The Horror of Victim-Blaming



‘Yeah, but you were drunk?’

‘I’ve seen what you wear on a night out! Think about covering up a bit.’

These are some of the things that have been said to me when I finally decided to open up after I was sexually assaulted at a party. My true fears came true when instead of support, I was met with cruel words and accusations. I was branded as a liar and told that I had misread the situation and that everything was consensual, despite the fact that I never gave consent.

This blame left me feeling broken and made me afraid to talk about the events that had caused me so much suffering. In the moments when I needed someone the most, I was the most alone.

97% of women between the ages of 18-24 have been a victim of sexual harassment. Only 4% report these offenses, and 45% believe that it would not help anything to do so. Victim-blaming is so entrenched in society that people often jump to accuse the victim of lying before they even listen to their story. When a woman is raped in a park, people ask why she was walking alone. When a woman is assaulted at a party, people question if she was intoxicated. Victim-blaming is rife, but offers no helpful solution to these statistics, and instead leaves women afraid to open up.

These cruel words only exist to shift the blame away from men in society, and once again continue the dangerous narratives of slut-shaming, etc. It’s nothing but a reminder of the existence of a damaging patriarchy. Women are marginalised in order to protect the men who commit these crimes, and this can have traumatic effects.

Questions such as ‘what was she wearing?’ are not only asked by your average person, but are also repeated in professional environments, such as at work or even in court. It can be difficult for a survivor to escape these questions, and all this does is make it harder for them to come forward and tell their story. Often, this forces survivors to just ‘get on’ with a situation which is deeply traumatic, and the fact that this still happens is appalling.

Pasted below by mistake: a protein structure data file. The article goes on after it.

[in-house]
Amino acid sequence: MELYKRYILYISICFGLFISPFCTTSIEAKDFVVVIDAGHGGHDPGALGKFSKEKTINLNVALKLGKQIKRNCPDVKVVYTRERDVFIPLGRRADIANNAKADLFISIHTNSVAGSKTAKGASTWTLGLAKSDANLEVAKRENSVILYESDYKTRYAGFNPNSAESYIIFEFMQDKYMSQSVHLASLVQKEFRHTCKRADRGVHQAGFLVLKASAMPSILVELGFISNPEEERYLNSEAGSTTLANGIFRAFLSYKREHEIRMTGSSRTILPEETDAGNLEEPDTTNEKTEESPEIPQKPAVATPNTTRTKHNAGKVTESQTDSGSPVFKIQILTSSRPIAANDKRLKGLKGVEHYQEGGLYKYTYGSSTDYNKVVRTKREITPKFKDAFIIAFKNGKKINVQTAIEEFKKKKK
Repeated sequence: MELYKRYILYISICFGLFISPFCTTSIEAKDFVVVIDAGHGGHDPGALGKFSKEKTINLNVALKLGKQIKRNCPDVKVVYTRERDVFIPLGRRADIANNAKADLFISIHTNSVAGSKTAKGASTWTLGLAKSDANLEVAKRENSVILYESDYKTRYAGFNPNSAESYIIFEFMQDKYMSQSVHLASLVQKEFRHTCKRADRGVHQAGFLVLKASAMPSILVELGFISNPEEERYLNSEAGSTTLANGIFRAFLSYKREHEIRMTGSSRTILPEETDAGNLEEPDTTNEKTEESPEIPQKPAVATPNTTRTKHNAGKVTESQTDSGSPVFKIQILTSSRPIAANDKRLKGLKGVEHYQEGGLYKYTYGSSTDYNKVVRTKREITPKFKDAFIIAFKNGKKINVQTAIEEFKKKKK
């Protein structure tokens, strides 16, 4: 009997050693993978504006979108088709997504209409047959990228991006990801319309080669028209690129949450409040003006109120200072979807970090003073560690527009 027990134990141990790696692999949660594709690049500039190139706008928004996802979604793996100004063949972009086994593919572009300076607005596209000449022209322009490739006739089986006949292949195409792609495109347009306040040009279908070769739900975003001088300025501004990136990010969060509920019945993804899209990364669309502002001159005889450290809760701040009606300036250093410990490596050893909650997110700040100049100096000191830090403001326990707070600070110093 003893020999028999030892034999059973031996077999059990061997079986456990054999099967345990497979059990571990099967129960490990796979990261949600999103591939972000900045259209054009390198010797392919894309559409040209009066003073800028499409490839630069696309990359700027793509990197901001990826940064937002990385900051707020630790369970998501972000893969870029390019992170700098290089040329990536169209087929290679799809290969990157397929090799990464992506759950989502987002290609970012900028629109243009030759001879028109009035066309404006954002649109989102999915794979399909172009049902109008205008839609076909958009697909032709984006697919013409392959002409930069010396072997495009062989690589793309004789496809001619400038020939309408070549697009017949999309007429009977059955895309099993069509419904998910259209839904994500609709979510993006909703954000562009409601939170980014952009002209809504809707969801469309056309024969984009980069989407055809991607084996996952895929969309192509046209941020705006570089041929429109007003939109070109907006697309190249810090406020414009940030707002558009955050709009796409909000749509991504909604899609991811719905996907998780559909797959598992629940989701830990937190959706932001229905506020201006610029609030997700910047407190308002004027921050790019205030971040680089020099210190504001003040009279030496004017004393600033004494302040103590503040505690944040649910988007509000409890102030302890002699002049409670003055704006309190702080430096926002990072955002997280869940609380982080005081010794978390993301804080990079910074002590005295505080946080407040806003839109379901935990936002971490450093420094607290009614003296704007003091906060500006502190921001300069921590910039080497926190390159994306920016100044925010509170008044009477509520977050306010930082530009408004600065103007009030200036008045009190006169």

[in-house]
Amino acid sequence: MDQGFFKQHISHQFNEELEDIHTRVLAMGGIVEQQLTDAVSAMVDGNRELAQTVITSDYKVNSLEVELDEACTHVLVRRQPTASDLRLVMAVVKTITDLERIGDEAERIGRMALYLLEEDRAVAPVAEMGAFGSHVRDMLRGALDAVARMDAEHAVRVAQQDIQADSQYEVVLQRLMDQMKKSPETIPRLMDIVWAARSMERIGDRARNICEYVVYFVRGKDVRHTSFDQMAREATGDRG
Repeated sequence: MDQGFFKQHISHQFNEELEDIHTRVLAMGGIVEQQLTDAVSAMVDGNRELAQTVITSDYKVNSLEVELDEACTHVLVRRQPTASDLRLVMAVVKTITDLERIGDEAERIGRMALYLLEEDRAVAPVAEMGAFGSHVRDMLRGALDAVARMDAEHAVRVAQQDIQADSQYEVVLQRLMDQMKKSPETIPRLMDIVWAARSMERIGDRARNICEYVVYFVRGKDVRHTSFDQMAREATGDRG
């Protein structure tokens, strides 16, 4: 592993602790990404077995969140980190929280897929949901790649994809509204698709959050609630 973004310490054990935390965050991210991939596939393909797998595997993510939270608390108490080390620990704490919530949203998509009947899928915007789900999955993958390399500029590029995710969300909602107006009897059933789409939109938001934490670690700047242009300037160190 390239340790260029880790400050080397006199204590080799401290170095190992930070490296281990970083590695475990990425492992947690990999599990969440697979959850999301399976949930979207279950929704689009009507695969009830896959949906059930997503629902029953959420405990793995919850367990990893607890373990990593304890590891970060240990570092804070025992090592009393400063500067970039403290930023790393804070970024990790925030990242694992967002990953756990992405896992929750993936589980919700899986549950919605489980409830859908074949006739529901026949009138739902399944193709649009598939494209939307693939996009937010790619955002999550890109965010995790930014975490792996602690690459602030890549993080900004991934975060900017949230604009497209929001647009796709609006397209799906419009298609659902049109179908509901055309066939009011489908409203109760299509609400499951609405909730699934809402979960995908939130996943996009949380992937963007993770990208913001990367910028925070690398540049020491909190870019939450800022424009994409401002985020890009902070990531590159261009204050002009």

An art exhibit by Jen Brockman called ‘what were you wearing?’ is a thought-provoking depiction of the horrors of victim-blaming. It’s based on student survivors, allowing them to tell their story alongside the outfit they were wearing at the time of their sexual assault/harassment, thus displaying that there is no common theme in victims’ clothing. Nevertheless, ‘what were you wearing?’ is still a prevalent question asked to determine if victims should somehow take the blame for the horrific violation perpetrated against them. Please, if you get a moment, take a look at the exhibition and listen to the stories of the brave, and blameless, individuals.

Victim-blaming is nothing but a manifestation of toxic misogyny, and it’s important to put an end to it in order to create a safer space for survivors to talk about and report sexual assault and harassment.

Links for further support: – Rape Crisis Helplines – NHS Support – ITV list of helplines for sexual harassment victims



Wessex Scene News and Investigations Editor and English (BA) student.

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